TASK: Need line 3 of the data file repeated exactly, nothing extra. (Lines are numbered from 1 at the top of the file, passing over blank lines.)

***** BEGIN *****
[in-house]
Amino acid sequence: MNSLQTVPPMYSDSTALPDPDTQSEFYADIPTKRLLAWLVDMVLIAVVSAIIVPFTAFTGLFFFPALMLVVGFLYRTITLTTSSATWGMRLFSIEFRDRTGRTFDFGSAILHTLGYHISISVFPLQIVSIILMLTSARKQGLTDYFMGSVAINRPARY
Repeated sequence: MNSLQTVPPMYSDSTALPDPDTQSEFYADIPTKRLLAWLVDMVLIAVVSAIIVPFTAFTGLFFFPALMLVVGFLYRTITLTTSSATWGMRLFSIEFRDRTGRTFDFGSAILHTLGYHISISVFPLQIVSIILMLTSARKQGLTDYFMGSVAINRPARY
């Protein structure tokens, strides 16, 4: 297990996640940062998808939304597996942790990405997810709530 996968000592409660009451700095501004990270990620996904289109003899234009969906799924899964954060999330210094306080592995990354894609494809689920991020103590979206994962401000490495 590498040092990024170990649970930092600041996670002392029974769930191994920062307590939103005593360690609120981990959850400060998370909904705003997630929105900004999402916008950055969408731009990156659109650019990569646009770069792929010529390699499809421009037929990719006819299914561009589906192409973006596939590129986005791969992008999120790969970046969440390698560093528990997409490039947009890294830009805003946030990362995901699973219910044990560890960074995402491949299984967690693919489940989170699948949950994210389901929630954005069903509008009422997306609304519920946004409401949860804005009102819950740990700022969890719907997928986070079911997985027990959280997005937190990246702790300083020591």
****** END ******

Repeated sequence: MNSLQTVPPMYSDSTALPDPDTQSEFYADIPTKRLLAWLVDMVLIAVVSAIIVPFTAFTGLFFFPALMLVVGFLYRTITLTTSSATWGMRLFSIEFRDRTGRTFDFGSAILHTLGYHISISVFPLQIVSIILMLTSARKQGLTDYFMGSVAINRPARY